Music's inherent musicological meanings and its external sociological significance reside in its text and context respectively.[6] This is particularly important for pop music where new sonorities, textures and oppositional social settings are often its only distinguishing aspects. Perhaps some curators rightly perceive pop in many ways being a twentieth-century story of audio recordings, broadcasting and reproduction and have not attempted to collect the cheap musical instruments of its production systematically or in great number. This reading of pop as an art of reproduction is to some extent supported by the holdings of the EMI archive and by the record archives of the British Library's National Sound Archive which contribute significantly to the story of pop.

It could be argued in the case of the V&Amp;A Museum's ambivalent attitude to pop that there is perhaps something almost tokenistic if not patronising about the presence of mass-produced technologies divorced from their sounds, their performative facets and original audience in such a conventional institution.[7] Of course what any 'traditional' museum (Western decorative or ethnomusicological) as an institution does with any object is to remove it from its original context and tear it from its web of wider meanings. Museums are repositories for exemplary and typical objects that are placed in conventionalised, didactic settings.

Douglas Crimp's essay 'On the Museum's Ruins' begins with a quotation from Adorno: 'the German word museal (museum like) has unpleasant overtones. It describes objects to which the observer no longer has a vital relationship and which are in the process of dying. They owe their preservation more to historical respect than to the needs of the present...'.[8] There are of course lively exceptions such as some science and transport museums and more importantly Fenton House North London and the Brentford Musical Museum where historic instruments can be played and heard.

Museums are so often state or local authority funded institutions perpetuating nineteenth century museological conventions and social ideologies of improvement and instruction which operate in a way oblivious to pop music's shifting, diverse discourses and its industrialised material culture. Of course if adopted by a museum, contemporary technologies of pop could be framed so as to tell stories about design and manufacture. They might also be used to hit a nostalgic nerve or ignite the performative motor memory and imagination of players, yet in these changed and charged scholarly times in which we study, where questions of context and consumption jostle with those older questions about design and making, might interpretations be somewhat broader, more thoroughgoing and vital?

Stripped-out musical text and social context can of course be reinserted or represented with audio and video. The ambitious audio system at the Horniman Museum's Music Room has headphones that let us hear Phil Collins perform 'If Leaving me is Easy' on a Fender Rhodes while we gaze at a silent one in a glass case (is it the same instrument?). At this instant, one is aware of a certain kind of disembodiment as one listens and stares. Here it is the unsettling space between someone heard and something seen, not the use of a musical extract per se that is uncomfortable.[9] To paraphrase graphic designer Neville Brody discussing design problems: in offering a solution ( in this instance reuniting technology with it musical text) we so often simply draw attention to the fundamental problem we sought to solve - here the absence of the performer.[10]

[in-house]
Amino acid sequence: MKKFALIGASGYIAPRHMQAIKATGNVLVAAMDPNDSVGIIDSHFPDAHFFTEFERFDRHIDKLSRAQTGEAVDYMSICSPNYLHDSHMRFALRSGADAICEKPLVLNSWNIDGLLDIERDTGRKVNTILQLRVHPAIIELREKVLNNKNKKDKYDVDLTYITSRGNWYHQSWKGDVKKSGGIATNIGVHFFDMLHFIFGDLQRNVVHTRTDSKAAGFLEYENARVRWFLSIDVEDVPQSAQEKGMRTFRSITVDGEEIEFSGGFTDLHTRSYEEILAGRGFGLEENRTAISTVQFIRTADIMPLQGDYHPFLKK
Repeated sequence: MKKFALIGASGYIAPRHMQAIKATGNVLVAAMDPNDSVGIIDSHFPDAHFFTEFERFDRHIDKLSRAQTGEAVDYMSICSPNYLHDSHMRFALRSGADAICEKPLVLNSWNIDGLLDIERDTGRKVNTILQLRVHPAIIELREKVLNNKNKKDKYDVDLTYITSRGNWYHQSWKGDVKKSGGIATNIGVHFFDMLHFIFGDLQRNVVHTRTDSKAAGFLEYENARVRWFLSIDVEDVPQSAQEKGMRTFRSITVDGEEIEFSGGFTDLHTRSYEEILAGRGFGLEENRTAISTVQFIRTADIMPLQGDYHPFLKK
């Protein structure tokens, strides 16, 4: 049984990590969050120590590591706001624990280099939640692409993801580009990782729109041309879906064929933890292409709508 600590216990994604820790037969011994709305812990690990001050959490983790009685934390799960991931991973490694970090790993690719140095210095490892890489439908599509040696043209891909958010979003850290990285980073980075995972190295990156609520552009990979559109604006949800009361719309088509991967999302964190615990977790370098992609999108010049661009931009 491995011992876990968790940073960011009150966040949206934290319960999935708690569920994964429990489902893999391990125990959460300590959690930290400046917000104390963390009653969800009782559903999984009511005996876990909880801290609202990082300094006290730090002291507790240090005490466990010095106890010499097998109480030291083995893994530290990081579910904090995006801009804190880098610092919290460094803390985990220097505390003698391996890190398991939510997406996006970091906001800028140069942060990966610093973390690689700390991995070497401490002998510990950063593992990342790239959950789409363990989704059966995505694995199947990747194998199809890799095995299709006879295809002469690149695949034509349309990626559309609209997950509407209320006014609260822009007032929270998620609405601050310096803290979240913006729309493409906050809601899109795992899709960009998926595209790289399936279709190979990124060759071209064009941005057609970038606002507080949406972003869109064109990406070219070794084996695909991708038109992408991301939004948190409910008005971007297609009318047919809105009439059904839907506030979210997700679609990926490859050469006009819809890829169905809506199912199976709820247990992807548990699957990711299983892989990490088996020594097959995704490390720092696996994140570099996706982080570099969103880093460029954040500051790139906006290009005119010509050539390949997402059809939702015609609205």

It is now necessary to outline the first set of museological factors (chiefly practical ) which may account for the absence of pop in many museums. Not just pop music but sound itself is a temporal, immaterial and subversive phenomenon that rarely permeates the spaces of the orthodox museum unregulated, why? There are the very real problems of sound 'leaking' and thereby distracting and misleading visitors. Another legitimate concern is that of the technical reliability of reproductive audio equipment in the gallery. Technology in permanent galleries might be expected to run trouble free for at least 5-10 years. This, experience tells us, is rarely so. One seemingly reliable solution has been heard at the Morpeth Chantry Bagpipe Museum where radio transmissions of pipes are relayed to personal headphones. How durable is a system such as this? Curators have to budget for equipment replacements or upgrades long term when often funding only exists at the point of installation. Another financial factor is that of musical reproduction rights as regulated by the MCPS and the PRS which can temper any plans for generous playback in galleries.